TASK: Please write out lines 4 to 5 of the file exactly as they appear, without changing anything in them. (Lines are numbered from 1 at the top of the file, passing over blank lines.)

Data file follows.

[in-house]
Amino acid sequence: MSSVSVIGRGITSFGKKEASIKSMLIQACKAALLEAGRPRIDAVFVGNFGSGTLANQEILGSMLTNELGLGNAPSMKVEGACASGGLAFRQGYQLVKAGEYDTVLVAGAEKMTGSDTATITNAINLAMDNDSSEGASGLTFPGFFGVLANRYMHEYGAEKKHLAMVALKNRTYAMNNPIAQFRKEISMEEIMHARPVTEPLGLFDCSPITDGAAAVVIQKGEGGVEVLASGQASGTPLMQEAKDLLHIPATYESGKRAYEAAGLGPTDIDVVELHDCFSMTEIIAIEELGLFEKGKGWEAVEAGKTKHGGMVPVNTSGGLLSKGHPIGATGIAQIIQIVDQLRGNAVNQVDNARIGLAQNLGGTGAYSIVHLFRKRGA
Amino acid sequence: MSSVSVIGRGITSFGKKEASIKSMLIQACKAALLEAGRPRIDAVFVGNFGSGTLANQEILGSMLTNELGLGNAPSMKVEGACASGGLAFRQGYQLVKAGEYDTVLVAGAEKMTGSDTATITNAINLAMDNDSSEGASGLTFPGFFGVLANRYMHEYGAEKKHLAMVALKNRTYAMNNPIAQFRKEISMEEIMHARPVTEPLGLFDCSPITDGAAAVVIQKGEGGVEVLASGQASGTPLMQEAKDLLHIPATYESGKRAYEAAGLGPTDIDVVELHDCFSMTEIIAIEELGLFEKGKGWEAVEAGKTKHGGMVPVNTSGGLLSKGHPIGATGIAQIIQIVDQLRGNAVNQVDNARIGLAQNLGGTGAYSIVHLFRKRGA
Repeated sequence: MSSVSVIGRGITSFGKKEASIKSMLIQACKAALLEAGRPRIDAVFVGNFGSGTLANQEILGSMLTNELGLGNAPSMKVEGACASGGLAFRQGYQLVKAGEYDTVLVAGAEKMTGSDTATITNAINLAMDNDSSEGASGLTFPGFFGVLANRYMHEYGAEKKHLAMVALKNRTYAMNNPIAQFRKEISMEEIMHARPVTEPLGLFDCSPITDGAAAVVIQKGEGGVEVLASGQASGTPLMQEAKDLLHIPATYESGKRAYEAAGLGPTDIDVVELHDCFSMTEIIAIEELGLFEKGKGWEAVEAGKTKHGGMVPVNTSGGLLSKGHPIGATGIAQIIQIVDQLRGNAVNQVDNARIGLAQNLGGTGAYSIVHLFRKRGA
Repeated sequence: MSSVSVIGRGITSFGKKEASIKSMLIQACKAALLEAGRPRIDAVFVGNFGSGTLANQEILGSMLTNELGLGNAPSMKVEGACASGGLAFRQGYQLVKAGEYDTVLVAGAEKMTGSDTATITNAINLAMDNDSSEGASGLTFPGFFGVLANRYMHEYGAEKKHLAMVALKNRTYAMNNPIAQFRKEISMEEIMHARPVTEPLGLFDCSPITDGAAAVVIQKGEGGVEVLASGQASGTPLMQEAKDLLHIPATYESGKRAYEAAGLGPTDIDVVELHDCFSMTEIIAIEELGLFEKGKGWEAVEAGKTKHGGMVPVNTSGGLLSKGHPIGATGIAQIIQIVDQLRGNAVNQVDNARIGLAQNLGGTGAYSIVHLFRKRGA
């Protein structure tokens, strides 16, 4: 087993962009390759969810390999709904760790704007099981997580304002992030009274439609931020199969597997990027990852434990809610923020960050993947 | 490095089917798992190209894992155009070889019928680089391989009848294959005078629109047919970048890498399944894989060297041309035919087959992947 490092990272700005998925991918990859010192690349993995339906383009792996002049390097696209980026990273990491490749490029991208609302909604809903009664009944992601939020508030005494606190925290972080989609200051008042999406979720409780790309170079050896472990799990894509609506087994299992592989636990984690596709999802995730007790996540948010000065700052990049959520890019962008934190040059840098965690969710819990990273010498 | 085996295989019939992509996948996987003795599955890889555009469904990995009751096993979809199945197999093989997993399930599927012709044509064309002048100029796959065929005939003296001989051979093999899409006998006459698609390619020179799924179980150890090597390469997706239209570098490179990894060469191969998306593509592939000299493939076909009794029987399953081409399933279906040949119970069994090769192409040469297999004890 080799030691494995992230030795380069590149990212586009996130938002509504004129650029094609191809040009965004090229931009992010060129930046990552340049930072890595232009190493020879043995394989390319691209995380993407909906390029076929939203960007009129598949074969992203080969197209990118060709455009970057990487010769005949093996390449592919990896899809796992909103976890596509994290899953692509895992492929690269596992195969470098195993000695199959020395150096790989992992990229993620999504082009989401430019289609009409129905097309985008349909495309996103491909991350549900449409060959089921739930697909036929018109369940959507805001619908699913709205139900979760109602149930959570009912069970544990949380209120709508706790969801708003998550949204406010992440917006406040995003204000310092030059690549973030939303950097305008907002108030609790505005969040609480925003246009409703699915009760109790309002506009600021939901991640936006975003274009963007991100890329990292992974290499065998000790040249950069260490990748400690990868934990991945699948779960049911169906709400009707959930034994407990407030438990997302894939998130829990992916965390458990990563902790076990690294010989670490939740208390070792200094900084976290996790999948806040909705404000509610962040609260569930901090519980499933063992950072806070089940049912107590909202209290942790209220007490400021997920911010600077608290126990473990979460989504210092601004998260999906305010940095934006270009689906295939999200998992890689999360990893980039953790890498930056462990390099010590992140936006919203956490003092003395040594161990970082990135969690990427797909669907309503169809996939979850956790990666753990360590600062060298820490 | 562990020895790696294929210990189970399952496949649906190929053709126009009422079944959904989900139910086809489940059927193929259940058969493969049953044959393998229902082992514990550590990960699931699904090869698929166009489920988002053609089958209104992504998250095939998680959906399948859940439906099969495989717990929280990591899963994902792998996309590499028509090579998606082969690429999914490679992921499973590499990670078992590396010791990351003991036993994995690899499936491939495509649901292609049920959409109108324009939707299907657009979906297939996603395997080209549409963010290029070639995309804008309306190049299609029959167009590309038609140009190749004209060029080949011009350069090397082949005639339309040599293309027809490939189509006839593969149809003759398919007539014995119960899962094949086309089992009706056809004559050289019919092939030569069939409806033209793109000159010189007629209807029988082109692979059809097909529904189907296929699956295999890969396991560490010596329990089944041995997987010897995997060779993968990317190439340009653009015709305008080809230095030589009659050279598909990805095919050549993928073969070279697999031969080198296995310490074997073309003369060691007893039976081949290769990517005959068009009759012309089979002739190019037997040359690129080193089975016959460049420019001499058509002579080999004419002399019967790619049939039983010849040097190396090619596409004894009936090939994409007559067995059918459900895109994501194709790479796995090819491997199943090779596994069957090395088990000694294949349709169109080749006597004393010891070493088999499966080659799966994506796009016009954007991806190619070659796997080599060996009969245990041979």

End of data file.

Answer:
Repeated sequence: MSSVSVIGRGITSFGKKEASIKSMLIQACKAALLEAGRPRIDAVFVGNFGSGTLANQEILGSMLTNELGLGNAPSMKVEGACASGGLAFRQGYQLVKAGEYDTVLVAGAEKMTGSDTATITNAINLAMDNDSSEGASGLTFPGFFGVLANRYMHEYGAEKKHLAMVALKNRTYAMNNPIAQFRKEISMEEIMHARPVTEPLGLFDCSPITDGAAAVVIQKGEGGVEVLASGQASGTPLMQEAKDLLHIPATYESGKRAYEAAGLGPTDIDVVELHDCFSMTEIIAIEELGLFEKGKGWEAVEAGKTKHGGMVPVNTSGGLLSKGHPIGATGIAQIIQIVDQLRGNAVNQVDNARIGLAQNLGGTGAYSIVHLFRKRGA
Repeated sequence: MSSVSVIGRGITSFGKKEASIKSMLIQACKAALLEAGRPRIDAVFVGNFGSGTLANQEILGSMLTNELGLGNAPSMKVEGACASGGLAFRQGYQLVKAGEYDTVLVAGAEKMTGSDTATITNAINLAMDNDSSEGASGLTFPGFFGVLANRYMHEYGAEKKHLAMVALKNRTYAMNNPIAQFRKEISMEEIMHARPVTEPLGLFDCSPITDGAAAVVIQKGEGGVEVLASGQASGTPLMQEAKDLLHIPATYESGKRAYEAAGLGPTDIDVVELHDCFSMTEIIAIEELGLFEKGKGWEAVEAGKTKHGGMVPVNTSGGLLSKGHPIGATGIAQIIQIVDQLRGNAVNQVDNARIGLAQNLGGTGAYSIVHLFRKRGA